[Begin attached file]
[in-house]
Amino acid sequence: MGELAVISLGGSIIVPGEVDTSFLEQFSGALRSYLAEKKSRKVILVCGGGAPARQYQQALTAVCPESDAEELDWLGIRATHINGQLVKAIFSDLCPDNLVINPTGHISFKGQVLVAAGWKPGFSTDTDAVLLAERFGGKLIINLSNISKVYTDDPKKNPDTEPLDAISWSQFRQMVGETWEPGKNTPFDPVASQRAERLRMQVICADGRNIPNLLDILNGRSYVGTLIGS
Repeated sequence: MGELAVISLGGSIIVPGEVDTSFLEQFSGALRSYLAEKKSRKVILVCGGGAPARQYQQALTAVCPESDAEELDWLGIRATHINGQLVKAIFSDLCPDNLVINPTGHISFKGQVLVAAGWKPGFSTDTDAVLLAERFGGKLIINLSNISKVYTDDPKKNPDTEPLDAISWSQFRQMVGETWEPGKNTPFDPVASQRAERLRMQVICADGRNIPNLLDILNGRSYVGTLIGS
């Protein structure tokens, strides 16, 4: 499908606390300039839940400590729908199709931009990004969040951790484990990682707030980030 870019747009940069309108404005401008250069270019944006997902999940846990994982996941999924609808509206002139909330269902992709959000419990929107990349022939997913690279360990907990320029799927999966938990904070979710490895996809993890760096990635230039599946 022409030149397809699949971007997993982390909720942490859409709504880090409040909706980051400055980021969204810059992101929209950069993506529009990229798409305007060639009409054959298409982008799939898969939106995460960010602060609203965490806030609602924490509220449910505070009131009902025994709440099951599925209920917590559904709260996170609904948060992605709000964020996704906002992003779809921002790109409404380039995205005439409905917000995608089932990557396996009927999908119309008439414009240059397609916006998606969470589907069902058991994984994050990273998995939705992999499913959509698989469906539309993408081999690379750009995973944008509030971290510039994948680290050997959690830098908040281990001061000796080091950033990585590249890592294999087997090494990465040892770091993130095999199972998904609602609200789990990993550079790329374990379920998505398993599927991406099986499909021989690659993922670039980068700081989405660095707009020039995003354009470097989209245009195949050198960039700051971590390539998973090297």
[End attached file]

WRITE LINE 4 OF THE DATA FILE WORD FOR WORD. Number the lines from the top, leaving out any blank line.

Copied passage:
């Protein structure tokens, strides 16, 4: 499908606390300039839940400590729908199709931009990004969040951790484990990682707030980030 870019747009940069309108404005401008250069270019944006997902999940846990994982996941999924609808509206002139909330269902992709959000419990929107990349022939997913690279360990907990320029799927999966938990904070979710490895996809993890760096990635230039599946 022409030149397809699949971007997993982390909720942490859409709504880090409040909706980051400055980021969204810059992101929209950069993506529009990229798409305007060639009409054959298409982008799939898969939106995460960010602060609203965490806030609602924490509220449910505070009131009902025994709440099951599925209920917590559904709260996170609904948060992605709000964020996704906002992003779809921002790109409404380039995205005439409905917000995608089932990557396996009927999908119309008439414009240059397609916006998606969470589907069902058991994984994050990273998995939705992999499913959509698989469906539309993408081999690379750009995973944008509030971290510039994948680290050997959690830098908040281990001061000796080091950033990585590249890592294999087997090494990465040892770091993130095999199972998904609602609200789990990993550079790329374990379920998505398993599927991406099986499909021989690659993922670039980068700081989405660095707009020039995003354009470097989209245009195949050198960039700051971590390539998973090297």